Home > Uncategorized > The story (and stats) behind the APOD

The story (and stats) behind the APOD

Yesterday’s Astronomy Picture Of the Day was a collaboration between me, Mladen Dugec, and Max Whitby.  We have been working together on an astrophotography app, and this image was part of that work.  Wolf’s Cave is not a frequently imaged area due to its faintness, but there are a variety of objects in the area that we’ve captured in this widefield.

Wolfs Cave Submission CBMDMW

First, the image stats:

  • Exposures:
    • Luminance 25×300s
    • Red 26×300s
    • Green 24×300s
    • Blue 24×300s
    • Total exposure time:  8 hours 25 minutes
    • Taken 26th and 28th August 2019 by Max Whitby in Northumberland, UK
  • Telescope: Takahashi FSQ106EDX4 (f/5 530 mm)
  • Camera: SBIG STX-16803 with Astrodon Series E Gen 2 filters
  • Mount: Software Bisque Paramount MyT
  • Guiding: unguided (!)
  • Processing: PixInsight and Photoshop by Charlie Bracken and Mladen Dugec

For such a faint set of objects, 8 hours of exposure time is on the short side, but Max’s dark skies in Northumberland, UK were a big asset.  As usual, the individual subs didn’t reveal much, but the first time I saw the initial integrated image, I knew we had something special.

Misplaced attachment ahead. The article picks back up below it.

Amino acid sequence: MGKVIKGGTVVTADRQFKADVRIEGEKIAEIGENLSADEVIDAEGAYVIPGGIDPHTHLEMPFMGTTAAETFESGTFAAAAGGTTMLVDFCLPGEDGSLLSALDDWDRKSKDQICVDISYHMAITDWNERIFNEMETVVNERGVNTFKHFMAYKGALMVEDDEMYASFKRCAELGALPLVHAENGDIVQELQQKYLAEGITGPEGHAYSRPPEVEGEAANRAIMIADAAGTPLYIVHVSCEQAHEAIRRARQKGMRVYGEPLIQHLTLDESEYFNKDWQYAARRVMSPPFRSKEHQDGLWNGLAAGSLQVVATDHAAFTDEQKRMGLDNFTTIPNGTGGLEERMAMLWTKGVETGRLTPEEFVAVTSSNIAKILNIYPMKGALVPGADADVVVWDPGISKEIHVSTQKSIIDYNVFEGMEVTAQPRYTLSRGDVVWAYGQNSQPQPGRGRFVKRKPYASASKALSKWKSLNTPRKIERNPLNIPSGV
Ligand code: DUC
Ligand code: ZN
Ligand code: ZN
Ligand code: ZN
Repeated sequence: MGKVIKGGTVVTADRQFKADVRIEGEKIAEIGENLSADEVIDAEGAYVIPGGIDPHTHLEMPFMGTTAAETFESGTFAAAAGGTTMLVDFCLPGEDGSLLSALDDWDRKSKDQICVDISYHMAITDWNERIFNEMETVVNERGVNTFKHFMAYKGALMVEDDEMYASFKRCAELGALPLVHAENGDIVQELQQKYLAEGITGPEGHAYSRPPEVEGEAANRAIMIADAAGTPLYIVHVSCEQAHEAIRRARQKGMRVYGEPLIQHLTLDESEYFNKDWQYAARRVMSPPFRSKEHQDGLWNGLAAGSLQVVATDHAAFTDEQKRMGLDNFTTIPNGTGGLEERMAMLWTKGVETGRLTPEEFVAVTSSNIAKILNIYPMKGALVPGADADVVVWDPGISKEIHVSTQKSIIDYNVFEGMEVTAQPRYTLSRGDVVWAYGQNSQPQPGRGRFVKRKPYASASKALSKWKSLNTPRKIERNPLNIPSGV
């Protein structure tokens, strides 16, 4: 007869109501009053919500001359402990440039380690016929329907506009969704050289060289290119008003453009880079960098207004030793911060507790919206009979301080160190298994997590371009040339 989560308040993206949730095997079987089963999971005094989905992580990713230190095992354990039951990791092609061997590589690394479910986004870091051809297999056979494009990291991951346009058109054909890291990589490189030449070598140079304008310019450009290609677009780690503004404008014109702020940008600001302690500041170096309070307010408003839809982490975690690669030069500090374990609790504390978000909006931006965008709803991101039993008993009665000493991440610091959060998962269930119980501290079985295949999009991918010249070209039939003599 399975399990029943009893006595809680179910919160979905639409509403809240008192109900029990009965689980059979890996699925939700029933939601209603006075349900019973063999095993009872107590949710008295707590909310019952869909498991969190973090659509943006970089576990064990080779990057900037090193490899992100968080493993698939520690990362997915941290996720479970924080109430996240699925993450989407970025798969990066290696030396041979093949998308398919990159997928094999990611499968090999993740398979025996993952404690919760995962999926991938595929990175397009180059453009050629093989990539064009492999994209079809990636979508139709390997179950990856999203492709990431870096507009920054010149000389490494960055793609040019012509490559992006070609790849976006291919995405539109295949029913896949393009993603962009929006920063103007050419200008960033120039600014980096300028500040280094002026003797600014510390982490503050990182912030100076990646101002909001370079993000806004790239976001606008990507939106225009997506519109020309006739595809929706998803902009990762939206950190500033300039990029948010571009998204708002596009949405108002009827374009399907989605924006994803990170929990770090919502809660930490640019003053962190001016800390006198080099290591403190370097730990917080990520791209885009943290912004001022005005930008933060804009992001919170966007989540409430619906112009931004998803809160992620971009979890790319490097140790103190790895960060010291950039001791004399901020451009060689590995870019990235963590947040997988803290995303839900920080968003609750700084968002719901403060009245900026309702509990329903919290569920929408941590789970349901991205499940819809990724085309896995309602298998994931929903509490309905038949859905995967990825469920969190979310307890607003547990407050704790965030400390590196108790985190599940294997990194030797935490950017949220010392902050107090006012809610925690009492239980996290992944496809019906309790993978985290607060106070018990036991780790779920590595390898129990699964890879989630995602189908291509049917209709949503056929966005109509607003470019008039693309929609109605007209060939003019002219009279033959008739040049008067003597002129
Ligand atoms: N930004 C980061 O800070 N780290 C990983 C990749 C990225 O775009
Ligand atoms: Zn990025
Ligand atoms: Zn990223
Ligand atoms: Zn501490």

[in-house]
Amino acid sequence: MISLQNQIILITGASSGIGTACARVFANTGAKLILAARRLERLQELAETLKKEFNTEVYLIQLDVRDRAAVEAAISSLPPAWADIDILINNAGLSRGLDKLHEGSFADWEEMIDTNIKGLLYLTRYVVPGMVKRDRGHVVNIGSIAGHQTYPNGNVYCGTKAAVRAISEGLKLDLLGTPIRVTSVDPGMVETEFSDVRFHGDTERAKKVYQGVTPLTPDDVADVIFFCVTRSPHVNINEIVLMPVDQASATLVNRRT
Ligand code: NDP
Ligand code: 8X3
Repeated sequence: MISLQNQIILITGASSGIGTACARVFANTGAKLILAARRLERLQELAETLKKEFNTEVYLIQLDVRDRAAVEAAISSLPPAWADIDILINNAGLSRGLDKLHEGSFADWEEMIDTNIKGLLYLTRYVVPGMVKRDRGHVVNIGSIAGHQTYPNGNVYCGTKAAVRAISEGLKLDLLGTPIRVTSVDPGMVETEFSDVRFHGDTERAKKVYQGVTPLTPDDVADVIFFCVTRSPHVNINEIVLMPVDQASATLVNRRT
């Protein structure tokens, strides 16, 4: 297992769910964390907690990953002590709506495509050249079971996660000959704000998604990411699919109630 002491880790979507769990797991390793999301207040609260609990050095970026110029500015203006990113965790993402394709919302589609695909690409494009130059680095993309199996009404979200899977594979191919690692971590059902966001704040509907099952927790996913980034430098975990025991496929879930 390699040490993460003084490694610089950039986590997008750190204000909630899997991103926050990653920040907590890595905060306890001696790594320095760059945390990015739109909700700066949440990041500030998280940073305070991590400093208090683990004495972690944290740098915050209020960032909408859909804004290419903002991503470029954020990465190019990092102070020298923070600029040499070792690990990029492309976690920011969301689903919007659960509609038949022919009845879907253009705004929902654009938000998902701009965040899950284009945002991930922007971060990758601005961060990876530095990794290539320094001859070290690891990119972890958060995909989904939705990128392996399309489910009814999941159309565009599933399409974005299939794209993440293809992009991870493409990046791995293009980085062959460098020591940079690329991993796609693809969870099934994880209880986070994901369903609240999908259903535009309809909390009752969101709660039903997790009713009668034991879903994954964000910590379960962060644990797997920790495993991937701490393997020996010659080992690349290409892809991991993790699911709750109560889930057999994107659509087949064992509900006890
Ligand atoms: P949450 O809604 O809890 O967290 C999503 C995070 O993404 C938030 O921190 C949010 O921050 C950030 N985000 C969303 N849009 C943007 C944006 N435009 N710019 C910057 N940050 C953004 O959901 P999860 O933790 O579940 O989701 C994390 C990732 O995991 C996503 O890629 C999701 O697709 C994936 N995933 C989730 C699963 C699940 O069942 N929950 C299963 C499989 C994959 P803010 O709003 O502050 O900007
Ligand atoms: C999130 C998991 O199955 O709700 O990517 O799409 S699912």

So what are we looking at here?  The part known as Wolf’s Cave is in the center.  It’s cataloged as reflection nebula vdB 152 (read “van den Bergh 152”), and the long dark nebula that trails behind it is B175 (read “Barnard 175”).  Astronomer Max Wolf announced this object in 1908, describing it as a “cave-nebula” at “the end of a long starless lacuna.” Later, he goes on,

“All over the cave lies a network of still darker spots and channels. This raises the hope that we may understand the interesting process more thoroughly at some future time, when we can photograph the region in greater detail with more optical power.”

Well, Dr. Wolf, that time has clearly arrived.  If he were still alive, I’m sure he would be amazed that this could now be accomplished by non-professional astronomers with much smaller equipment (his original discovery image was taken with a 28-inch reflector).  The area is indeed dense with molecular clouds, and the densest patch in the upper right is cataloged as LDN 1221—it’s surprising that Barnard missed this one, but Beverly Lynd picked it up in his catalog later.

There is a really colorful little planetary nebula near the center called Dengel-Hartl 5. DeHt5 was not cataloged until 1980, based on the Palomar survey plates.  The big mystery for us was the thin filament of H-alpha nebulosity that runs diagonally across the image.  It could be LBN 528, but Bob Franke notes that it is part of a much larger supernova remnant called SNR 110.3+11.3, on which there is very little information.

Categories: Uncategorized
  1. No comments yet.
  1. No trackbacks yet.

Leave a Reply

Fill in your details below or click an icon to log in:

WordPress.com Logo

You are commenting using your WordPress.com account. Log Out /  Change )

Google photo

You are commenting using your Google account. Log Out /  Change )

Twitter picture

You are commenting using your Twitter account. Log Out /  Change )

Facebook photo

You are commenting using your Facebook account. Log Out /  Change )

Connecting to %s

%d bloggers like this: